Former-Secretary of State Madeleine Albright delivered a powerful message about the importance of committing to democratic values on February 12 when she received the annual J. Raymond “Jit” Trainor Award for Excellence in the Conduct of Diplomacy. The Institute of the Study of Diplomacy (ISD) at Georgetown University presents this award to those who have committed themselves—through their strong leadership skills and effective diplomacy—to fulfill the duties of a global citizen to make a better and more secure world.
ISD Director Ambassador Barbara Bodine added that the ISD’s value also lies in public service, which in its simplest form means to serve others. Conducting public service means to understand that an idea of community extends to valuing those whose lives are different from one’s own, having the willingness to acknowledge others as full human beings, and showing empathy with focus and purpose. With her illustrious career dedicated to dialogue and diplomacy and her long-standing commitment to Georgetown University, Albright was the ideal recipient for an award given by the ISD.
Walsh School of Foreign Service Dean Joel Hellman characterized Albright as a pragmatic idealist, an embodiment of America’s best, and an advocate for those who cannot speak for themselves. As a professor that teaches one of the university’s most popular classes, America’s National Security Toolkit, Albright was further praised for her commitment to engage and influence the next generation of diplomats.
Upon receiving the award, Albright gave a speech on the importance of democratic values in a rapidly changing world. She claimed, “the wisest leaders of this country understood that America’s foreign policy should be shaped not solely based on what we are against but also what we are for.” When security threats slowly receded in the period following the Cold War, the spread of democratic principles was what allowed the United States to work with allies. Democracy seemed to be going in the right direction by improving development, health, and security, but, in the past two decades, the democratic euphoria has ended and there exist deeper doubts about democracy’s capacity.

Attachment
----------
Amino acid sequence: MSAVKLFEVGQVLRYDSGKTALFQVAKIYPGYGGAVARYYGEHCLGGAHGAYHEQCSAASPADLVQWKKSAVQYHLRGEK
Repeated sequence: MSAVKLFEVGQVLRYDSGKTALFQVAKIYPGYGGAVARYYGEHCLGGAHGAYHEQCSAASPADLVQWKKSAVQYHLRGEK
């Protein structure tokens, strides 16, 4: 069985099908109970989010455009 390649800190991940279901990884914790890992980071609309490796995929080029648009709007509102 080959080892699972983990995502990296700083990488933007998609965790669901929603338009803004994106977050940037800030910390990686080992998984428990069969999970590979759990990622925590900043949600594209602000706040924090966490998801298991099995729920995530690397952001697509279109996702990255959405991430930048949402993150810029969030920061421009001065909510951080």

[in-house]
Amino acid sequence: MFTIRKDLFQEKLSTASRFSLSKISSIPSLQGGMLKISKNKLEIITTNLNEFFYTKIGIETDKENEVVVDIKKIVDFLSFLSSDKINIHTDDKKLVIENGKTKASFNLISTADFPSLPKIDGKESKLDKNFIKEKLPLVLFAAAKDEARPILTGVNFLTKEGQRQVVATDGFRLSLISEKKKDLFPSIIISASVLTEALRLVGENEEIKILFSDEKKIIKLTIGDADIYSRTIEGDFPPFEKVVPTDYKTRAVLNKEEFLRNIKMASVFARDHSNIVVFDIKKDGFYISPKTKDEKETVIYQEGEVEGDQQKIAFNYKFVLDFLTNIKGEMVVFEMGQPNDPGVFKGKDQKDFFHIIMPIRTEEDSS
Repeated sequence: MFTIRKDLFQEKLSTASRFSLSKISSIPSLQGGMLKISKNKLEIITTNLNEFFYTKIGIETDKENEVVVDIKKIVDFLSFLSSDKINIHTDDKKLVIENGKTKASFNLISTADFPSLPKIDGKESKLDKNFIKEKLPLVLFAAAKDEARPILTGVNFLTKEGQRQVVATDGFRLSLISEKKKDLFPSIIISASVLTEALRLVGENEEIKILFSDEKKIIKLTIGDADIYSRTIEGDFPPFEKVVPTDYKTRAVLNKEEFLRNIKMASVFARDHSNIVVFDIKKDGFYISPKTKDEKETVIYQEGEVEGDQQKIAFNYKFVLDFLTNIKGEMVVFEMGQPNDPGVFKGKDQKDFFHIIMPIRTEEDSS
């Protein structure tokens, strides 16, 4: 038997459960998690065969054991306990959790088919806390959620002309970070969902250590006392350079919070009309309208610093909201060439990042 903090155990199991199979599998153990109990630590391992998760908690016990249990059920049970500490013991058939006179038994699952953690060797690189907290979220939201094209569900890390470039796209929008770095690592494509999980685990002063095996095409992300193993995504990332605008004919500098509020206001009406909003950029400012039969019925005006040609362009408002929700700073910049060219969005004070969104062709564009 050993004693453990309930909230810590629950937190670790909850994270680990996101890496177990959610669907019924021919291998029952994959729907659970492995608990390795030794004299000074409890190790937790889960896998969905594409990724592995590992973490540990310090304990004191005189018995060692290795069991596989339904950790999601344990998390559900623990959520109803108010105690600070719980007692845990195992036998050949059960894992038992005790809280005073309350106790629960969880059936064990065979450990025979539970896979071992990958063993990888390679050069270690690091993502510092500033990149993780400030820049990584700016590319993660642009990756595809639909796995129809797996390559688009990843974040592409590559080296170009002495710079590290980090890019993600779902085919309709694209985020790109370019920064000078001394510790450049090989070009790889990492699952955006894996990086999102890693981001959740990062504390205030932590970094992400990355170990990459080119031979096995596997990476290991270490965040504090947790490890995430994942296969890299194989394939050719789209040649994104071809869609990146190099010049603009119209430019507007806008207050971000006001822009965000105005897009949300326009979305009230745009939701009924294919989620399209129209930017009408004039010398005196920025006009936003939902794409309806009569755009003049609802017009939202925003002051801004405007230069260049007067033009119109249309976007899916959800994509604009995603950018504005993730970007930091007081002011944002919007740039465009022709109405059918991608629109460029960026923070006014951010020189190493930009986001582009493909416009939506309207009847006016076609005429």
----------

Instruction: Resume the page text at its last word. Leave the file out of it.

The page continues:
Albright added that, under the current administration, America has unfortunately witnessed “pariah” rather than partnership status. Rather than rebutting anti-democratic ideals held by countries such as President Vladimir Putin’s Russia, America has become a source of comfort for these countries. The current administration pulled out of international treaties such as the Paris Agreement and Trans-Pacific Partnership, moved toward isolationism, and embraced authoritarianism, which Albright claimed will do nothing to improve the world. Major issues ranging from nuclear weapons proliferation, the spread of infectious diseases, illegal narcotics trafficking, and religiously motivated terrorism are all at stake and require international cooperation to effectively solve, making diplomacy an indispensable tool for government’s around the world.
Albright claimed, “We are a peace-loving nation, democratic, economically dynamic, and respectful of the law, that will do better and feel safer in an environment where America’s values are widely shared.”
Regarding whether some countries are not yet equipped to become democratic nations, Albright answered that no country has been more ready for a different system. U.S. intervention in Syria against the authoritarian government of Bashar al-Assad is an example of democratic resilience. Although the eruption of the civil war is a humanitarian crisis, the pursuit of U.S. interests in Syria signified a willingness to spread democratic ideals.
Furthermore, Albright discussed the role of technology and information as diplomatic tools. She alerted the audience to the use of computational propaganda in authoritarian governments, especially in an era where unofficial networks of information are considered more reliable than the government-controlled networks. She specifically noted that many people have not yet developed a healthy skepticism towards what others share publicly and asserted that the U.S. government must take action against these new threats to democracy: a long-term global agenda to protect the integrity of democracy in the digital era. She noted that it was important to to gather information and intelligence showing which communities are the most vulnerable to digital propaganda and prevent the dissemination of false information.
Albright added, “When citizens are speaking to the government with 21st century technology, the government is listening with 20th century technology and giving a 19th century response.” She then encouraged governments to move toward 21st century communications technology that will make for more responsive and flexible institutions.
Albright ended her lecture by re-emphasizing the importance of democratic values, saying, “Although we live in a world of change, what matters most does not change. That is the basic commitment to democratic values and our respect for one another and respect for justice and dignity towards every human being. Without these in front of us, we will lose our way.”